Monday, October 21, 2013
POS - What People Just Aren't Getting About the Debt Fight
Ok so as we all know, the government just went through a messy hissy fit fight over the debt ceiling and spending levels, which was only ended thanks to a temporary solution that likely guarantees we’ll be having the exact same fight again in early 2014. I just wanted to weigh in on a few things that get lost in the shuffle on the fight over spending, some hard truths that either people don’t understand or are willfully ignoring. Too often people just say the soundbite “we don’t have a revenue problem, we have a spending problem.” Unfortunately, that soundbite is wrong; we do have a revenue problem. And until the folks in D.C. on both sides of the aisle (this is a problem facing both Democrats and Republicans, and both parties aren't facing up to these facts) are willing to face that truth, nothing is ever going to change.
What are we spending our money on?
Yes, we currently have been operating without a budget in Washington for some time now, because both sides cannot come to an agreement on a long term budget. Instead, we get these piecemeal continuing resolutions that agree to fund the government at a set amount for a short period of time. Right now, that funding amount is at the levels set forth in the sequester, for a budget on discretionary spending by the government of $988 billion, if the budget were extended out to a twelve month period. What people don’t realize is what that means. Discretionary spending is money the government is choosing to spend, so that covers the following: our military, education, veterans’ benefits, health (the Centers for Disease Control & National Institute of Health), the Food and Drug Administration, the Environmental Protection Agency, NASA, NOAA, and many more. This slice of our budget is approximately 30% of what the government spends, and these were many of the services that were halted by the government shutdown. But all the focus is on this 30% instead of on the other 70% of where the government spending goes.
So what is the other 70%? 6% of it is paying the interest on our national debt (currently ~17 trillion dollars), and the other 64% is on mandatory spending programs. The lion’s share of that 64% is Social Security, Medicare, and Medicaid, which combined are 87% of the mandatory spending. In other words, about 55% of the total federal budget goes strictly to those three programs. So, unless changes are made to those three programs, all the other cuts in the world aren’t going to amount for squat, really.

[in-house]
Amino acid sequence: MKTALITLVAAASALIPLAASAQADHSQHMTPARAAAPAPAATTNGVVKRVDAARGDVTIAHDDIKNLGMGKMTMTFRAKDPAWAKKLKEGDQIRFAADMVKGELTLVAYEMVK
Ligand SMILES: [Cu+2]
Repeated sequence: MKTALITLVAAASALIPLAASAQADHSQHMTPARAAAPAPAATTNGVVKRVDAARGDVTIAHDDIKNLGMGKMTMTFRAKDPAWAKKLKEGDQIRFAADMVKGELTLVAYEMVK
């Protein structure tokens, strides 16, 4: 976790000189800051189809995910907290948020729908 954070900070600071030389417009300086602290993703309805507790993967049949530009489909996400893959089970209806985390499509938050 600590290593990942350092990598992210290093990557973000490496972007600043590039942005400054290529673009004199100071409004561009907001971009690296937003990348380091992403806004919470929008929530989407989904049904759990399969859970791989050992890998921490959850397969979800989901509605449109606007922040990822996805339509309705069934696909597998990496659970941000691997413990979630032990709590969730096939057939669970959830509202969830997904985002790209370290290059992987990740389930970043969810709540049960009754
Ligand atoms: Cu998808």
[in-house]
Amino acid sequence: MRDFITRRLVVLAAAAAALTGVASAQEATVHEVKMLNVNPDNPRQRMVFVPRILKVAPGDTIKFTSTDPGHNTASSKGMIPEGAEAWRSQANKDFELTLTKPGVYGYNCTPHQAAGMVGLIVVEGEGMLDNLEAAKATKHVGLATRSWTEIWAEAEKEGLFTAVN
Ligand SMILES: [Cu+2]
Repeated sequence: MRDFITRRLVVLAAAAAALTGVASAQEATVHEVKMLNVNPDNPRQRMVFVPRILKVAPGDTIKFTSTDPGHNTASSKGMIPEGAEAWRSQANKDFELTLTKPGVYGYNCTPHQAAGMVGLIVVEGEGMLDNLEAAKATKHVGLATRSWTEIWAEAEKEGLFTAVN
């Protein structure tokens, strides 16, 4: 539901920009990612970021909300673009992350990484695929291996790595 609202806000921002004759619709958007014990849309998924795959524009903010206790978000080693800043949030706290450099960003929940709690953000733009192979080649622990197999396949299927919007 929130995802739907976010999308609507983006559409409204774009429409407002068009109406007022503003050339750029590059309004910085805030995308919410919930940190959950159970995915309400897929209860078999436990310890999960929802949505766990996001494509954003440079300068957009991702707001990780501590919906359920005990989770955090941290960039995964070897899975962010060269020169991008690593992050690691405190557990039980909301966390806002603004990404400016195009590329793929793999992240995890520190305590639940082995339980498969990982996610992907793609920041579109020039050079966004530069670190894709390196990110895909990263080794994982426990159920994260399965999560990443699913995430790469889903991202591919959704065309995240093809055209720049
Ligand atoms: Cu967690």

Keep reading after the jump, there's more! --->
Why can’t we just cut spending?
Even if we slash the discretionary spending budget even lower than its current levels, we can’t drop that spending to zero. Remember, the military budget comes out of the discretionary spending, so unless you want to defend our borders with paper airplanes and toy guns, you still have to spend money. And military spending is the largest part of that 30% of the budget that is discretionary spending, clocking in at about 57% of the discretionary spending, or 17% of our total budget. And if you don’t want to cut anything from the military, Social Security, Medicaid, or Medicare, and obviously we can’t stop paying the interest on the debt, those five components of the budget total up to 78% of the total spending by the government. Good luck getting politicians to make hard cuts to any of those four programs, since not paying the interest is not optional. So, that leaves us with 22% of the total budget to play with between where we can make cuts in mandatory and discretional spending.
So what do we cut? The FDA? Sure, let’s have salmonella and e coli outbreaks all the time in our food. The EPA? I kind of like drinking safe water and breathing clean air, thank you very much. Veterans’ benefits? Hell no, that’s out of the question. Education? Sure, because that’s not going to come back to bite us in the future when we continue to fall further and further behind the rest of the world in education. Infrastructure? Yeah, because why should we spend money to make sure our bridges don’t collapse? Do you see where I’m getting with this? Making cuts is nice in theory, but not so nice in reality. And most cuts won’t do squat in the grand scheme of things, unless they’re to the big boys of Social Security, Medicare, Medicaid, and the military. But good luck getting politicians to cut those. The Democrats will fight tooth and nail to protect the first three, and the Republicans the military, so pretty much those are mostly off limits.
But the budget isn’t balanced! We need to cut spending!